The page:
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The Challenge of Developing Transferable Problem Formulation Design Behaviors in First-year Students

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Conference

2015 ASEE Annual Conference & Exposition

Location

Seattle, Washington

Publication Date

June 14, 2015

Start Date

June 14, 2015

End Date

June 17, 2015

ISBN

978-0-692-50180-1

ISSN

2153-5965

Conference Session

First-year Programs Division Technical Session 2: Design in the First Year: Challenges and Successes

Tagged Division

First-Year Programs

Page Count

10

Page Numbers

26.1510.1 - 26.1510.10

DOI

10.18260/p.24848

Permanent URL

https://peer.asee.org/24848

Download Count

95

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Paper Authors

biography

Reid Bailey University of Virginia

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Reid Bailey is an Associate Professor in the Department of Systems and Information Engineering at the University of Virginia. He holds a BSE from Duke University and an MSME and PhD from Georgia Tech, all in mechanical engineering. His professional interests include engineering design, engineering education, and the environment.

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Abstract

The  Challenge  of  Developing  Transferable  Problem  Formulation  Design   Behaviors  in  First-­‐Year  Students  Problem  identification  and  formulation  skills  such  as  engaging  stakeholders,  developing  requirements,  and  performing  research  are  core  learning  outcomes  in  design  courses.      It  is  common  for  students  to  work  in  teams  to  execute  this  work  and  submit  a  report  that  contains  specific  information  (e.g.,  customer  needs,  a  mapping  of  needs  to  design  requirements,  functional  requirements)  required  by  the  instructor.      Earlier  studies  with  students  from  multiple  universities  have  found  that,  while  students  may  demonstrate  such  skills  on  required  reports  during  a  first-­‐year  design  class,  a  surprisingly  small  percentage  of  students  would  adopt  those  behaviors  on  design  projects  after  completing  these  classes  [1].    Since  these  initial  studies,  additional  data  have  been  collected  on  first-­‐year  design  classes  at  State  University  over  several  years.    During  this  same  time,  several  changes  to  the  first-­‐year  engineering  design  class  have  been  implemented  in  an  effort  to  increase  the  percentage  of  students  who  adopt  problem  formulation  behaviors  on  design  projects.  The  focus  of  this  paper  is  to  present  results  from  this  additional  data.  The  Design  Process  Knowledge  (DPK)  critique  tool  was  used  to  assess  students’  likelihood  of  applying  problem  formulation  skills  on  design  projects.    On  the  DPK,  students  critique  a  proposed  design  process  that  has  several  deficiencies,  including  the  lack  of  problem  formulation  activities.    One  earlier  study  showed  that  only  9  percent  of  students  in  a  first-­‐year  design  class  at  Chiva  University  identified  the  lack  of  problem  formulation  activities  as  a  deficiency  before  the  class,  and  only  11%  did  so  after  the  class.    This  difference  was  not  statistically  significant  in  spite  of  the  fact  that  students  were  doing  these  problem  formulation  activities  during  class  projects.    Similar  results  were  found  at  State  University.    In  short:  making  students  do  problem  formulation  in  a  class  was  not  sufficient  for  students  to  adopt  such  behaviors  in  projects  after  the  class  was  over.      Results  from  the  more  recent  data  show  that  well  over  50%  of  students  are  now  recognizing  that  problem  formulation  steps  are  completely  missing  from  the  DPK  assessment.    We  explore  possible  reasons  for  the  large  change  in  learning  in  recent  years,  with  evidence  pointing  towards  the  importance  of  continually  exposing  students  to  the  differences  between  their  instinctive  design  behaviors  and  the  behaviors  of  effective  engineering  designers.    [1] [name removed for anonymity of review], "[title removed for anonymity of review]," International Journal of Engineering Education, vol. 24, 2008.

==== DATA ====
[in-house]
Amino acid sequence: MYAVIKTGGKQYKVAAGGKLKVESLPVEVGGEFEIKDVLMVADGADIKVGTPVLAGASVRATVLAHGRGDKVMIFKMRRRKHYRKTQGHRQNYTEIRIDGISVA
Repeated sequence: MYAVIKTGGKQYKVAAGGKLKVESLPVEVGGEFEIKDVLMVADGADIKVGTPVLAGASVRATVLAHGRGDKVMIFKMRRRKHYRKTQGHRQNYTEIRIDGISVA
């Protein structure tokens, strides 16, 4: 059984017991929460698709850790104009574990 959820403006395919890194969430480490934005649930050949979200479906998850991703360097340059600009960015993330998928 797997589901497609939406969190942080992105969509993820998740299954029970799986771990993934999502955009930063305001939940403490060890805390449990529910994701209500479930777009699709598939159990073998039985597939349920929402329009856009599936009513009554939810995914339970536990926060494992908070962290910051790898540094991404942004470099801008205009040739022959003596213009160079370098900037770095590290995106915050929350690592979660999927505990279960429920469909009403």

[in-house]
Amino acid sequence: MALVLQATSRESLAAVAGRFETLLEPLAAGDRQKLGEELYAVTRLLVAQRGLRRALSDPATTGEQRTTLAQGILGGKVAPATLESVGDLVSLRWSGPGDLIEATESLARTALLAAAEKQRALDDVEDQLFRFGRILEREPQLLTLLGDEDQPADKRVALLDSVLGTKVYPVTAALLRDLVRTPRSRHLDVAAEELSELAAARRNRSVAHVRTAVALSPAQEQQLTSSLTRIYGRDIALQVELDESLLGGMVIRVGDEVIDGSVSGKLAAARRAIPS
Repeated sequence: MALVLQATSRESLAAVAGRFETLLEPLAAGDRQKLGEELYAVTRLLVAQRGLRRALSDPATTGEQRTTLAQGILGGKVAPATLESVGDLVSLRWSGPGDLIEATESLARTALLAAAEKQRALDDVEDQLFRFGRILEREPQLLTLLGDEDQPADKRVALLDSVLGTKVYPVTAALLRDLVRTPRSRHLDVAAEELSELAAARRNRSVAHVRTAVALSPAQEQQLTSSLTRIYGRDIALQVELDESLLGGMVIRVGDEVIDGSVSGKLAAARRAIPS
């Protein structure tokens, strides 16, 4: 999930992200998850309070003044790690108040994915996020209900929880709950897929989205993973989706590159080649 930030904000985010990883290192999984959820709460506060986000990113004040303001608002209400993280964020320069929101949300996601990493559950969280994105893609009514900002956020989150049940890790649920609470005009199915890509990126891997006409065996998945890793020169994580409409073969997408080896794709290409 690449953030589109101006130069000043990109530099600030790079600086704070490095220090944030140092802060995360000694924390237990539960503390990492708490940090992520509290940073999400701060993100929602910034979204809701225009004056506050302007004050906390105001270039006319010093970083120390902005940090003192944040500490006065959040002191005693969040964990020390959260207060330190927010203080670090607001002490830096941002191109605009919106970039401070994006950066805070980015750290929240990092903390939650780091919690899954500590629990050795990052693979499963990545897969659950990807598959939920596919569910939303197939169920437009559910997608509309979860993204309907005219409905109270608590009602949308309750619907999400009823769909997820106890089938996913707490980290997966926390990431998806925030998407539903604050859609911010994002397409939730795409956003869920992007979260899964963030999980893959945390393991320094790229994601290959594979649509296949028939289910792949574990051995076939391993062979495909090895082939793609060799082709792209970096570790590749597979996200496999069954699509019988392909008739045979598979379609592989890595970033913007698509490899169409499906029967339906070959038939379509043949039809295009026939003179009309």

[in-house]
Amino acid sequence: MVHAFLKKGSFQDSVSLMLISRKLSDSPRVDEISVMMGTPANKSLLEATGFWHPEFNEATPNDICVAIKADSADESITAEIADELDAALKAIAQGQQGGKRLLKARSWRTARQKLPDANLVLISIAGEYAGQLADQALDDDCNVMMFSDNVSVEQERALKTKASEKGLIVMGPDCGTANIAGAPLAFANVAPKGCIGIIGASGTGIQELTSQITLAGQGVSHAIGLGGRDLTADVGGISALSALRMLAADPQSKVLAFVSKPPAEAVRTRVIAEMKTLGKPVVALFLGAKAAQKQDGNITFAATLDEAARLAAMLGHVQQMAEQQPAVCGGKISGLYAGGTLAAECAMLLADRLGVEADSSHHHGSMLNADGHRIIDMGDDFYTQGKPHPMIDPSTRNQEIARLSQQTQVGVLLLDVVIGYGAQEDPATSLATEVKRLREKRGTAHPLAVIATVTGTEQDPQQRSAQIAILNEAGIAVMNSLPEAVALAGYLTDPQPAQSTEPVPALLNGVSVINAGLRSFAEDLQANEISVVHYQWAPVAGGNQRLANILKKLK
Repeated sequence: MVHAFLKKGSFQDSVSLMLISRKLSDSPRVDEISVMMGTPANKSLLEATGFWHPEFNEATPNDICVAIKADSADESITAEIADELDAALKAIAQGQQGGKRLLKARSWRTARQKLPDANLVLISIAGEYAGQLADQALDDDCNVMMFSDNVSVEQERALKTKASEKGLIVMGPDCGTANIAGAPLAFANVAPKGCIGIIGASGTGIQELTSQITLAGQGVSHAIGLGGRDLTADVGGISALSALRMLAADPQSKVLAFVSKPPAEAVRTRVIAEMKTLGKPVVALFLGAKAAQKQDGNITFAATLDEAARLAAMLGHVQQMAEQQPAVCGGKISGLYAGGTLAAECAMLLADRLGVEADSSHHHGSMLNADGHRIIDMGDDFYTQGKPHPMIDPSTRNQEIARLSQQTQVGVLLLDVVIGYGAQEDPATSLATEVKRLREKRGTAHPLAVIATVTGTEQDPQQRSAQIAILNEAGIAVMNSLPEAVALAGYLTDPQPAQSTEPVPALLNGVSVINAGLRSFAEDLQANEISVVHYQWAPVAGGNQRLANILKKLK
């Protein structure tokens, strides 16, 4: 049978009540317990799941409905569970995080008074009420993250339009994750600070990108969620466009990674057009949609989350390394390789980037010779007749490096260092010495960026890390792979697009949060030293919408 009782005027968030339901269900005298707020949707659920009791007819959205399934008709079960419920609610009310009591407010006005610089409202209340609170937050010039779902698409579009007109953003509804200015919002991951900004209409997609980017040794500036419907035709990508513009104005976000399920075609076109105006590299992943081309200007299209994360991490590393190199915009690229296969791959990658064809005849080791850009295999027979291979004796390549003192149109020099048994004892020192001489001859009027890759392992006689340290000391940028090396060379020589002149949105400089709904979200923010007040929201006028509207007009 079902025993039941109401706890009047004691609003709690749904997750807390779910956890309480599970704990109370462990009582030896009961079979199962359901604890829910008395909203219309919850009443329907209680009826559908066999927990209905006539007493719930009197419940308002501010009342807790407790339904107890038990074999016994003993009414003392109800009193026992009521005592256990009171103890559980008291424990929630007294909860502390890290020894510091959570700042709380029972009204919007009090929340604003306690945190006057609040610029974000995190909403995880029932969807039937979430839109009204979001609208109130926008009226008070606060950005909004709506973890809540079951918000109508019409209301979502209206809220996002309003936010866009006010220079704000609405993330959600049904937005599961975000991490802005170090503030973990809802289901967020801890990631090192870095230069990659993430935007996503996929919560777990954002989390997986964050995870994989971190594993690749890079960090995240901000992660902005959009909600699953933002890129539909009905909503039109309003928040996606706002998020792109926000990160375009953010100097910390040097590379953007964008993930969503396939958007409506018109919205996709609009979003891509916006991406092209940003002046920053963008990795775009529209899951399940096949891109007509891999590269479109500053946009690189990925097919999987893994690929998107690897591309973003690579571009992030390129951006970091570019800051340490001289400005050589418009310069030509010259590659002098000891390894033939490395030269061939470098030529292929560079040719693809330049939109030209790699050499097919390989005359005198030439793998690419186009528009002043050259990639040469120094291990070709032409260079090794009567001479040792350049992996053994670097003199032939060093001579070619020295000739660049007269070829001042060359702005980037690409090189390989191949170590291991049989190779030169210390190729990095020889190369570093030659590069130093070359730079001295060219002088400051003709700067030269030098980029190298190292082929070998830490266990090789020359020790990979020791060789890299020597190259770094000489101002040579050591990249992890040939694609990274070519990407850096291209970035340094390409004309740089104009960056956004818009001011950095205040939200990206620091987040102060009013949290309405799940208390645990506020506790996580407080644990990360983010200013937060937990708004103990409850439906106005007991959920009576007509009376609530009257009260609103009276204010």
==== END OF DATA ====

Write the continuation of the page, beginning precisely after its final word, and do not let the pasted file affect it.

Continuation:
Bailey, R. (2015, June), The Challenge of Developing Transferable Problem Formulation Design Behaviors in First-year Students Paper presented at 2015 ASEE Annual Conference & Exposition, Seattle, Washington. 10.18260/p.24848

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